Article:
Compensation of State and local government employees at end of 2003

March 02, 2004

In December 2003, employer costs for employee compensation averaged $33.91 per hour worked in State and local government.

Employer costs per hour worked for employee compensation, State and local government, Dec. 2003
[Chart data—TXT]

Wages and salaries averaged $23.56 per hour, while benefits averaged $10.35.

Employer costs for insurance benefits averaged $3.39 per hour, representing the largest non-wage cost. Legally required benefits, such as Social Security and unemployment insurance, were $1.99 per hour on average. Paid leave benefits averaged $2.58 per hour, retirement and savings benefits $2.03 per hour, and supplemental pay 29 cents per hour.

These data are from the BLS Compensation Cost Trends program. Additional information is available from "Employer Costs for Employee Compensation, December 2003" (PDF) (TXT), news release USDL 04-288.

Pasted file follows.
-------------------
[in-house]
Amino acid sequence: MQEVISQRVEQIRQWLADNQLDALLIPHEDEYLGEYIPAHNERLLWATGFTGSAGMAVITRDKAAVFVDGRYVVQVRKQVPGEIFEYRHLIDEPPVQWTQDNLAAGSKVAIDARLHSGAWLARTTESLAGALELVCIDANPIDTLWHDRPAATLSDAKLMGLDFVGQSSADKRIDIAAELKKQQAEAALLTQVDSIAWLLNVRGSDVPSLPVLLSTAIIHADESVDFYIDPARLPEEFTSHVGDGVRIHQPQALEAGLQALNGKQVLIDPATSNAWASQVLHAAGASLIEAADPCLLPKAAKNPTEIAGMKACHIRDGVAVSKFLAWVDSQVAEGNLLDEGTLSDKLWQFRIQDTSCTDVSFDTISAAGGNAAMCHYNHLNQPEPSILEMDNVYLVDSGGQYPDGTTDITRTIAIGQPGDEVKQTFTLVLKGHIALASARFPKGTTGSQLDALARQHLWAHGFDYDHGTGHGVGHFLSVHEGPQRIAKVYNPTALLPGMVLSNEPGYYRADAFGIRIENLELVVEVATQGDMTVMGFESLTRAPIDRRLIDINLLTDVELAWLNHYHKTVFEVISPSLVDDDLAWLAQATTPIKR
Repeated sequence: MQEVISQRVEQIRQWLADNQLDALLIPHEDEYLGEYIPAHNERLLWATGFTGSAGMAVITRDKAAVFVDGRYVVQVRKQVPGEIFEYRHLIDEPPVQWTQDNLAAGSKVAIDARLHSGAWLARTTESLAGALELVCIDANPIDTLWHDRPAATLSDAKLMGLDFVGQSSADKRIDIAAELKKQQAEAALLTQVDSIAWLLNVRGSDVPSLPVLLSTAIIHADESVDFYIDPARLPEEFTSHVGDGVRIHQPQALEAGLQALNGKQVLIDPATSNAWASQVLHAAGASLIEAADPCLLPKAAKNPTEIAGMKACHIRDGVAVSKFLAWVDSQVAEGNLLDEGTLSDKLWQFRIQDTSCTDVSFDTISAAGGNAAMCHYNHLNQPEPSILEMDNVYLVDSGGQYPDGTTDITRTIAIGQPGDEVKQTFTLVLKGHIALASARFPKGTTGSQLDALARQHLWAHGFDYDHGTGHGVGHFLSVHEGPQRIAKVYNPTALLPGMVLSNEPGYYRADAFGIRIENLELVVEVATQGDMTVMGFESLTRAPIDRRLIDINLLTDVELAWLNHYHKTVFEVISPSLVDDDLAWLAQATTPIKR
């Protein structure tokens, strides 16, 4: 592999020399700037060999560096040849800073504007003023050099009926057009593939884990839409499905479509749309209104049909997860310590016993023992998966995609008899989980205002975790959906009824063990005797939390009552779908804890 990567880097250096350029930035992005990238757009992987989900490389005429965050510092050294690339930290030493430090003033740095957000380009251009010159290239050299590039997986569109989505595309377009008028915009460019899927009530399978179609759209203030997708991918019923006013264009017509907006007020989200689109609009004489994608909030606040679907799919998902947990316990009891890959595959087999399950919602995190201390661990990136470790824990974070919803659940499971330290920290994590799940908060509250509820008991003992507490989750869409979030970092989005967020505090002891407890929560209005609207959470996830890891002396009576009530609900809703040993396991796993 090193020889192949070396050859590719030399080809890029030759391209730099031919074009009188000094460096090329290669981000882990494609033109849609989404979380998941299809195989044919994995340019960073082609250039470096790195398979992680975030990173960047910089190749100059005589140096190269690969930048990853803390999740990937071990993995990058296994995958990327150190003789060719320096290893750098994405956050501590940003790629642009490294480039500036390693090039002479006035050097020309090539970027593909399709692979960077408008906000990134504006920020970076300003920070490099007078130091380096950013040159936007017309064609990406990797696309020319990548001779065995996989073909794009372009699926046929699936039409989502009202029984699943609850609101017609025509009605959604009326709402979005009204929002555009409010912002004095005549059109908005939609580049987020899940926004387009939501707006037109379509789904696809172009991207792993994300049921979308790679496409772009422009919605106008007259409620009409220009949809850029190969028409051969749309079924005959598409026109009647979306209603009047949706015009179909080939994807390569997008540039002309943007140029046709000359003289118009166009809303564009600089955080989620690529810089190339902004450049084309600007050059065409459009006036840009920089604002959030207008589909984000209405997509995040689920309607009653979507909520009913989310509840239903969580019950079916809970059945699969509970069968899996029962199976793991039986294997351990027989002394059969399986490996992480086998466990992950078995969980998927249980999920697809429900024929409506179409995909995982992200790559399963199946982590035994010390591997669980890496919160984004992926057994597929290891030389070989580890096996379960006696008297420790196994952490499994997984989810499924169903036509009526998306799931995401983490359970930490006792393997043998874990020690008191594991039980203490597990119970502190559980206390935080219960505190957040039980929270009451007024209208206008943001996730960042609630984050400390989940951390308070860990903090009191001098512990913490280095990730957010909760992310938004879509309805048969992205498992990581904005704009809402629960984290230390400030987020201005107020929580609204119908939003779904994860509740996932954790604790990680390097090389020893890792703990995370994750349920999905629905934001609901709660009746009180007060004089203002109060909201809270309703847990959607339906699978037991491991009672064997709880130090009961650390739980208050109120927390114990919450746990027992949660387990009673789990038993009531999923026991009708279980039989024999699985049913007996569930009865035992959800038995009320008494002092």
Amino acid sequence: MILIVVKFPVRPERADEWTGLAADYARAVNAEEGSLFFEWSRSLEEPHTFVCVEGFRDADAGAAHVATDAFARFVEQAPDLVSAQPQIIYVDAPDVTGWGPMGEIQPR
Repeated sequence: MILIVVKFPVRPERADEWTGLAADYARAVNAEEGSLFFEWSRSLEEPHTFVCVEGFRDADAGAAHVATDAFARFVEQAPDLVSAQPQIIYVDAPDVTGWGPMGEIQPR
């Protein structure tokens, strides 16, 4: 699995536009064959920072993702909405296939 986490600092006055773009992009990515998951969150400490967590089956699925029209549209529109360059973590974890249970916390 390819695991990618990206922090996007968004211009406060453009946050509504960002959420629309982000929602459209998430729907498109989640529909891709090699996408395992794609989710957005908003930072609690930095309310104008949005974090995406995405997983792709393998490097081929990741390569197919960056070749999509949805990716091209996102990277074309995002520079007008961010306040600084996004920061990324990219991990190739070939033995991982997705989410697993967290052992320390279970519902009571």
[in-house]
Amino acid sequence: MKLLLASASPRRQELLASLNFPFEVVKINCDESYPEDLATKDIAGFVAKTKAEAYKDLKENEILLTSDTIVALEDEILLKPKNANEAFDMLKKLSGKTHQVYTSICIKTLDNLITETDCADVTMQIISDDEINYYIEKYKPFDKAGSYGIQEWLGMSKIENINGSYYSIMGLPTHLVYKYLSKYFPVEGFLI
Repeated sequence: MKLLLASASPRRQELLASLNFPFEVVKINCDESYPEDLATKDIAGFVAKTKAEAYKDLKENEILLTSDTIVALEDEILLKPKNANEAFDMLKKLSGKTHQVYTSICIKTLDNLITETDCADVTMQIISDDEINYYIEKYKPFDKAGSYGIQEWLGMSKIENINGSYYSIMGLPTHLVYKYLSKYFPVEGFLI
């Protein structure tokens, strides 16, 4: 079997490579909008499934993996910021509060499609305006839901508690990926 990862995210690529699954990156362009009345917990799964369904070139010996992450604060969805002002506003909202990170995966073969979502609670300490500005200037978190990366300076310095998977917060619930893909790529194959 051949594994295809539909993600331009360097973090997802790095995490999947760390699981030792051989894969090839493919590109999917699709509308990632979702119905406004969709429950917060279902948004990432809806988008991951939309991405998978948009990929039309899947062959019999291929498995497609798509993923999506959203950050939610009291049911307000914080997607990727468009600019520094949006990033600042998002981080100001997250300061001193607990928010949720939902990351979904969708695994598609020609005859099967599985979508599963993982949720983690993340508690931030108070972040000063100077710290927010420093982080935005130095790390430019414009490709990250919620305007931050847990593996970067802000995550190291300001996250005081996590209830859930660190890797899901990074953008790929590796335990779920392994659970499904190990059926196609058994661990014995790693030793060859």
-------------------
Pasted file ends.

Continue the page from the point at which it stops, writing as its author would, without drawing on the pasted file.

Bureau of Labor Statistics, U.S. Department of Labor, The Economics Daily, Compensation of State and local government employees at end of 2003 on the Internet at (visited September 28, 2016).


Recent editions of Spotlight on Statistics

  • A look at healthcare spending, employment, pay, benefits, and prices
    As one of the largest U.S. industries, healthcare is steadily growing to meet the needs of an increasing population with an increasing life expectancy. This Spotlight looks at how much people spend on healthcare, current and projected employment in the industry, employer-provided healthcare benefits, healthcare prices, and pay for workers in healthcare occupations.

  • Employment and Wages in Healthcare Occupations
    Healthcare occupations are a significant percentage of U.S. employment. Some of the largest and highest paying occupations are in healthcare. This Spotlight examines employment and wages for healthcare occupations.

  • Fifty years of looking at changes in peoples lives
    Longitudinal surveys help us understand long-term changes, such as how events that happened when a person was in high school affect labor market success as an adult.